We have a strong arm of our organization that focuses on supporting communities and supporting individuals so that they can fundraise. It’s an exciting engagement opportunity to do some collective community building as well as raise funds to make a difference in somebody’s life. We also work with foundations and major gifts and have benefited greatly from … some MacKenzie Scott funding that really helped fill out our organization.

ZH: The faith element does seem to come into play with why churches would want to partner and do these things. Justice-minded congregations seem to see an opportunity to make a difference.

EMS: I think that’s true. We hear too from our faith partners and some community members that this is a tithe for them. That’s another way that they approach it, as well as doing a more collective community approach, where they’re driving a specific campaign in a specific place to make a difference.

Sometimes we’ve even seen congregations try to expand their concept of community. You might have a set of congregations in one community wanting to benefit another state. That’s an exciting way to think about how we can give to each other and build collective power.

I think the exciting part for us, and for the folks doing the fundraising component, really lies in another part of the organization, which is our story gathering. We have an in-house anthropologist, and she is responsible for taking in all of the feedback. When you get a letter as a beneficiary [explaining that your debt is erased], there’s a QR code for you to be able to go through a portal and engage with us. Because of privacy laws, we can’t just go out and ask people to tell us their stories, but we do provide an invitation in our letter. They can engage with us and build a relationship with us, and they often will start a relationship with our anthropologist, and then she can have deep-dive conversations with them.

She will put together a portfolio of stories that will share the responses for the public so that they can really understand the impact that people have on other people’s lives when they make the decision to donate.

We can share, as a follow-up, some snapshots of what those stories look like, but often it includes the amount that was abolished, and we get a lot of thank-you notes. I think that’s really, really rewarding for the people who make the effort to donate.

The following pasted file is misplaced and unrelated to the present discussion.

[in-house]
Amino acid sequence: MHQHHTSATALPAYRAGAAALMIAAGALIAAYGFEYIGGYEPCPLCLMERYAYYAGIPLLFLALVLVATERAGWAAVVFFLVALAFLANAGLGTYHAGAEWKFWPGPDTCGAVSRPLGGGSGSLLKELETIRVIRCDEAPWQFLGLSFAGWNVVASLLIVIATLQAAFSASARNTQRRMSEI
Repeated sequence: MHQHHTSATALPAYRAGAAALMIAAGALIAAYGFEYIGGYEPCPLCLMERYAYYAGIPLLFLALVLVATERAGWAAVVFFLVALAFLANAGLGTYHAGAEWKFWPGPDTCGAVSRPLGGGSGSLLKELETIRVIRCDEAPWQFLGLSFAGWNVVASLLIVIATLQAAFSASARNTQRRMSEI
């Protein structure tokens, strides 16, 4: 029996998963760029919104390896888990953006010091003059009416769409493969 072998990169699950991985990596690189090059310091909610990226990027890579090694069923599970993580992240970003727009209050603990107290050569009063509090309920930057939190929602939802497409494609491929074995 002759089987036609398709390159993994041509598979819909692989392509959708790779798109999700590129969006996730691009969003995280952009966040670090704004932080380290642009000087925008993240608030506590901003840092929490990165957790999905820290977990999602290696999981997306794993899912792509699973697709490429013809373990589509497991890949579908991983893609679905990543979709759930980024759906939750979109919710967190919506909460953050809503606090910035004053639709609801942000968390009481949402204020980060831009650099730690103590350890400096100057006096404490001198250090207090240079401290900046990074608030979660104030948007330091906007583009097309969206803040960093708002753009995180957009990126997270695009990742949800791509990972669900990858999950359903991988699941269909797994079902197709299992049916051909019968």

ZH: It sounds like RIP Medical Debt understood at some point that the storytelling element, that personal narrative element, would become essential to the work you’re doing.

EMS: Storytelling is so much about all of this. It’s building connection between different people. It’s helping people see themselves in other people’s experiences. But it’s also data.

Having an anthropologist in-house is also [part of], over the past couple of years, what we’ve been doing to build some infrastructure around understanding what themes continue to show up for our beneficiaries. As someone that leads our policy work, that’s data for me to use to develop a policy agenda that really reflects and centers the experiences of our beneficiaries. Part of the strategy here is to continue to be a powerhouse in telling the story of medical debt to build pressure on those who have power to make a difference.

I think that having an anthropologist specifically built into our systems has helped us be very deliberate in how we structure questions, in how we approach the story gathering. We think from the lens of doing ethnographies and how we tell the story of people’s experiences around medical debt. I think it has generated a lot of being very deliberate about our language, about our storytelling, being conscientious about how we treat our storytellers and engage them in a more action-oriented agenda to help connect them to other people, to help them see that they can have a voice too.

By way of example, our anthropologist really nurtured this relationship with one of our beneficiaries, who then felt prepared to be a part of a Zoom [Capitol] Hill meeting, so that congressional members and their staffs could listen to her story. And she was centered as a part of that process. Those are some of the things that we’re building and creating — new opportunities to have a voice in different places, which is really empowering for our beneficiaries.

ZH: Now they’re not just an abstract person or an abstract concept. They’re in the conversation with the people who can really make a difference. You’re also advocating for changes to our health care system that would eliminate the need for your organization. You’re trying to work yourself out of a job. Could you talk about some of that advocacy work?

EMS: Our policy department is a little over a year old, and when I came in about a year ago, it was really immersing myself in the work that our anthropologist had done around the storytelling, really understanding those themes that were surfacing to the top for people, as well as better understanding what the data’s telling us, too, about the debt that we purchase. What we find is that so many of these folks are insured. These are people with medical debt largely because they can’t afford their deductibles or their out-of-pocket costs. Their insurance is just insufficient.